The objective in the Paris 2015 negotiations will be to ensure that all countries assume ambitious climate change objectives in a fair playing field. The EU can only be a global leader if it comes with ambitious emission targets for 2030 (these will be agreed on in October, before he potentially takes his seat). Climate diplomacy will be pursued in different fora (at the G7, G20 and the World Economic Forum) and also bilaterally – particularly with the US, China, India and Less Developed Countries (LDCs) and small islands states. The hope is that all parties make ambitious commitments and buy into a legally binding compromise.  

One question was raised on the impact of the EU on deforestation, biodiversity loss, food insecurity and migration and what strategies the candidate had to address these challenges. Cañete answered that the EU needs to deliver on its commitment to mobilise 100bn before 2020 under the UNFCCC and support technical development. With regards to deforestation and biofuels, Mr. Cañete recognised that views on biomass were changing – that’s good news. He would also work on the Indirect Land Use Change Directive (ILUC); but he did not clarify how (or whether) EU legislation would change.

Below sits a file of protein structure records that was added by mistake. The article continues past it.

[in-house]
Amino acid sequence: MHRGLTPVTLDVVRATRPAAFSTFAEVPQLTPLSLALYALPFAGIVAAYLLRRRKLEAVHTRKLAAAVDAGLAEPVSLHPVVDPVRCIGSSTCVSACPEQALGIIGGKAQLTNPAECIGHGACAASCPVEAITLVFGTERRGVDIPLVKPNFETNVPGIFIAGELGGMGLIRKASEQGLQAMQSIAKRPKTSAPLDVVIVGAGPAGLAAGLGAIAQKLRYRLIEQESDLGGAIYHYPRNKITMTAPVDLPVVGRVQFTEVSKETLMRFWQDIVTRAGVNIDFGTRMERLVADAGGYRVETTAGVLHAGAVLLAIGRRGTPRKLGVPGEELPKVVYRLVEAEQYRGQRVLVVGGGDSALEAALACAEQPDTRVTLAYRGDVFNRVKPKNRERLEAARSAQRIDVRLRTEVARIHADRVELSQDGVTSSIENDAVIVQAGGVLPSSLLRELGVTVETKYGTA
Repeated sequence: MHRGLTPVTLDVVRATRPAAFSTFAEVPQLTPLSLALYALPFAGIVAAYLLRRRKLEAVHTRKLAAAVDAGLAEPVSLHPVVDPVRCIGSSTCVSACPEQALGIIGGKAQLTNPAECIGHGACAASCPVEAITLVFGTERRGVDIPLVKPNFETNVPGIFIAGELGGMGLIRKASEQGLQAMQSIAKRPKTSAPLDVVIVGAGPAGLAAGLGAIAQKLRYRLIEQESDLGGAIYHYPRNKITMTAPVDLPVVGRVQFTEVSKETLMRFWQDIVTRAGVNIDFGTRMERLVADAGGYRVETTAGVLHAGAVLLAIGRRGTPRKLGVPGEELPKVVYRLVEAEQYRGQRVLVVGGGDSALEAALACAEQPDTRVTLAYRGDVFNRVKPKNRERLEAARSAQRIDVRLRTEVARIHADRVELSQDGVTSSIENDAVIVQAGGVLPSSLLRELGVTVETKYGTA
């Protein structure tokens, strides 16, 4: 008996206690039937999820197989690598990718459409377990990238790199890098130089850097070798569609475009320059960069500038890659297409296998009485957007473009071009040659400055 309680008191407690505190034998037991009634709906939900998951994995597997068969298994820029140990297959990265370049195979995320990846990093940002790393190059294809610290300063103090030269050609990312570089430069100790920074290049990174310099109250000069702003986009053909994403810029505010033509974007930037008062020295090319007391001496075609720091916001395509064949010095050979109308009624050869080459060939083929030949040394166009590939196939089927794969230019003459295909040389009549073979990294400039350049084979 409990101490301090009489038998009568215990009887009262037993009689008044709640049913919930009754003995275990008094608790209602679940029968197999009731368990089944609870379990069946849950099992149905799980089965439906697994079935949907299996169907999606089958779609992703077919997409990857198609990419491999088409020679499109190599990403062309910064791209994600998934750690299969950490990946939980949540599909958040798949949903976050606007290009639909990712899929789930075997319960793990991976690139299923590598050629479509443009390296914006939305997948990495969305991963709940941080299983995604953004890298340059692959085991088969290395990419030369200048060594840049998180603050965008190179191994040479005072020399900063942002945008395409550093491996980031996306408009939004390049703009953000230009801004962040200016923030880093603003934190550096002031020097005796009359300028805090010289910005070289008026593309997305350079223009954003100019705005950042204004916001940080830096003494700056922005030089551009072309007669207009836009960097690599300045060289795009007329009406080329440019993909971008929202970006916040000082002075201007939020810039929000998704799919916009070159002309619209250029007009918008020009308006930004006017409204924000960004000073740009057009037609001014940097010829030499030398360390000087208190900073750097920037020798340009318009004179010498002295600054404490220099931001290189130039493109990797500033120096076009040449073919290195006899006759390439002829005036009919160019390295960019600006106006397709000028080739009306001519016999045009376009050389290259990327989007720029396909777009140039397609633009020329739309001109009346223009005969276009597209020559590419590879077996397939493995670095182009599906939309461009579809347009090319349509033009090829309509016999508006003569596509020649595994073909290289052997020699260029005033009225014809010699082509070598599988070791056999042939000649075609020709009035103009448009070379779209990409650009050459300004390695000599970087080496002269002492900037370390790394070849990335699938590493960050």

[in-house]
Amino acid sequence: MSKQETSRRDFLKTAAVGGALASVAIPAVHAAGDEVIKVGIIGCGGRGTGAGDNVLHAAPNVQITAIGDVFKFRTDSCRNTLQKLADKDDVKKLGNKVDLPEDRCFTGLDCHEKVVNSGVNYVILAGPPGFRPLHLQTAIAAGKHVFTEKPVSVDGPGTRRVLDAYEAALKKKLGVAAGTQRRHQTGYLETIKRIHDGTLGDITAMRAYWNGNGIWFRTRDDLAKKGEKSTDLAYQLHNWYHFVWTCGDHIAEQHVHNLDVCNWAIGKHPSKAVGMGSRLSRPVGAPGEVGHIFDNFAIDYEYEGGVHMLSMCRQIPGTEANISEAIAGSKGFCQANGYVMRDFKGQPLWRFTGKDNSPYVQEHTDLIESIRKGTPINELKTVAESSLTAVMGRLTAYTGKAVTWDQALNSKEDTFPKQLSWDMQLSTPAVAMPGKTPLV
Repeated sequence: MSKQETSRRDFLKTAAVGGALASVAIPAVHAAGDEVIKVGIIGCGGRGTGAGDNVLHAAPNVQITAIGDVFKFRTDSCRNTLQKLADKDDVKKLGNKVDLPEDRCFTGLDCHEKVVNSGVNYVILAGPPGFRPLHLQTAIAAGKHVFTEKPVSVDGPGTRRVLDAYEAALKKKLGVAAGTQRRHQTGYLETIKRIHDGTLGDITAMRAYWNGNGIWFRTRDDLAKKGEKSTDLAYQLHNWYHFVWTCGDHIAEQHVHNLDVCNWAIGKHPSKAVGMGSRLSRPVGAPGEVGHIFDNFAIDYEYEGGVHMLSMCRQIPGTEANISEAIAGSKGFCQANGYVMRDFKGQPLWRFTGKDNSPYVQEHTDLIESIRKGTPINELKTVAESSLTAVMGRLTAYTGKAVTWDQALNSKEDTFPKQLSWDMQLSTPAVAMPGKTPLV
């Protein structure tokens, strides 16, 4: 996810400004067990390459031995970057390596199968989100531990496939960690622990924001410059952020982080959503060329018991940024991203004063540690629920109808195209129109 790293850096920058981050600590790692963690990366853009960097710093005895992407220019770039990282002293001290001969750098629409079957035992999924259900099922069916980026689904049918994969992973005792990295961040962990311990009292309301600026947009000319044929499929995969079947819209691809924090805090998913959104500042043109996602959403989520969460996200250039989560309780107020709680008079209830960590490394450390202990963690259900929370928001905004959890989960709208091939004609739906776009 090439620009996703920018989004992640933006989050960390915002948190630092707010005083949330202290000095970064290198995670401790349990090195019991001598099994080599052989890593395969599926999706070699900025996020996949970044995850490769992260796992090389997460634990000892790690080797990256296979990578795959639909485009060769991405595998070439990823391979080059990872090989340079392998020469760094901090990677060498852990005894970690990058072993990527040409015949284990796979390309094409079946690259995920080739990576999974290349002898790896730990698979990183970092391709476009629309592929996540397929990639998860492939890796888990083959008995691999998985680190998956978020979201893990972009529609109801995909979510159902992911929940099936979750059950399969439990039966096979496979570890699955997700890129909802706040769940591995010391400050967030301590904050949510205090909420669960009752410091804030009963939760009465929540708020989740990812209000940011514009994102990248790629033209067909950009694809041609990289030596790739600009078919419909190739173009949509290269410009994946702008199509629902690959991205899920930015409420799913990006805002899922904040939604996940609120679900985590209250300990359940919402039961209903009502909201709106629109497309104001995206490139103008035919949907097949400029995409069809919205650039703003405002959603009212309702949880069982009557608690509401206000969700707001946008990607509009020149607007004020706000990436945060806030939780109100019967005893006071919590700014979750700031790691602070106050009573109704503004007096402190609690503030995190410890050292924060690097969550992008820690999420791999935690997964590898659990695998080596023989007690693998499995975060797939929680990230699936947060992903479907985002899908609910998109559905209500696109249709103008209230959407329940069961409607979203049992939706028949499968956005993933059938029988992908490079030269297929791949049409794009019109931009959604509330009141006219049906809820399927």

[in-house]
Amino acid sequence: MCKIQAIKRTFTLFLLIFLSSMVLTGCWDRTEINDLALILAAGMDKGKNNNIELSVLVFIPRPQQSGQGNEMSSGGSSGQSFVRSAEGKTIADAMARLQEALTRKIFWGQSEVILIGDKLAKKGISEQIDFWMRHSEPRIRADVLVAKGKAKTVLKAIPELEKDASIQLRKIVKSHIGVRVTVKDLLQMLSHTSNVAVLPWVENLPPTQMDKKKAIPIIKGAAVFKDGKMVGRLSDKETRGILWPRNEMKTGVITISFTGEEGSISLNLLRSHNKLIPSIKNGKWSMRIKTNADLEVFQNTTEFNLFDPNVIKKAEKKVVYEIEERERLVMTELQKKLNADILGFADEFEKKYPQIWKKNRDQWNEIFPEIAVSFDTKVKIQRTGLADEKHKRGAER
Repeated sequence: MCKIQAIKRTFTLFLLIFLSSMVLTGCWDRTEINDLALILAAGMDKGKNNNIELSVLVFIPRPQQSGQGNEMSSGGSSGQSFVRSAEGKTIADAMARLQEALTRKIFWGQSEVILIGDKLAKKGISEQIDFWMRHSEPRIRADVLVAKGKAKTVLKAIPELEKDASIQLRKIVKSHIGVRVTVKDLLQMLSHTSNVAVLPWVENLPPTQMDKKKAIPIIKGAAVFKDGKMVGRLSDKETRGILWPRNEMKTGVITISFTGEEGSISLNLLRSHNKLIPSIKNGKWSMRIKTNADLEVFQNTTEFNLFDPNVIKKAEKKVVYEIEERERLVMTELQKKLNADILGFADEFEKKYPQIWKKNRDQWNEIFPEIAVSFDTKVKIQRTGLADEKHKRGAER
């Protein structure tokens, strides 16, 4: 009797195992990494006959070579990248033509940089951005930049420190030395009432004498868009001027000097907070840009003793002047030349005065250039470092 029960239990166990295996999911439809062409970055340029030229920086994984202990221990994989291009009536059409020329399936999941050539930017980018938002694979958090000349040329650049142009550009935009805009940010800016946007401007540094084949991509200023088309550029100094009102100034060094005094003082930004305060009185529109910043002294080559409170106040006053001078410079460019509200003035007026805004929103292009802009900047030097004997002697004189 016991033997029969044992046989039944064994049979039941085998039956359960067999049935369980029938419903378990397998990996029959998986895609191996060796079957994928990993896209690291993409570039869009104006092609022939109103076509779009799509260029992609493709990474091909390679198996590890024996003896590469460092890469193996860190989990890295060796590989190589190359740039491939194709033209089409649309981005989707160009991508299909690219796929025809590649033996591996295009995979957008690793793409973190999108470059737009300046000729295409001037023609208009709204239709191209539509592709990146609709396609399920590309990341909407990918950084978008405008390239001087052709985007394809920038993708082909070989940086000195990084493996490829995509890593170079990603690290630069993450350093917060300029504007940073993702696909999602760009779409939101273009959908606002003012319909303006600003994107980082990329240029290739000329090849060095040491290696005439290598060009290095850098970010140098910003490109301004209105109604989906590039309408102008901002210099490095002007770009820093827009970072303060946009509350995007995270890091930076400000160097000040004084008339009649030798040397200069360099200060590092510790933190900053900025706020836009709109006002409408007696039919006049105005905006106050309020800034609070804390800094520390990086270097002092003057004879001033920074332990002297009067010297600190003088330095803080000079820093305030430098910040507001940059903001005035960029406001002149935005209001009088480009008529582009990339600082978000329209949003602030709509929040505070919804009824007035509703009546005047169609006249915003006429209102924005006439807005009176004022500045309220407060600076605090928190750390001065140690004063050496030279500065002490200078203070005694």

In short, the EU should be a global leader in climate change, but Cañete had no new ideas on how to make EU climate diplomacy more effective.    

Energy Security and Green Growth

EU energy security will only be achieved if the EU diversifies its sources of supply, develops autonomous and cheaper sources of energies and renewables, improves energy efficiency with clear and binding objectives and unites in its purchasing power. A first key priority is to support a pan-European super smart energy system and cross-border solidarity, with a real internal energy market.  The EU needs to make progress in the North Sea, Southern and Baltic corridors. For this, additional funding will be needed: it will be important to make a better use of structural funds, collaborate with the European Investment Bank (through project bonds) and make financial revisions. With regard to fracking, Cañete said that he would propose an EU legislation based on an extensive analysis of the economic and social impact of fracking, and “best practices”.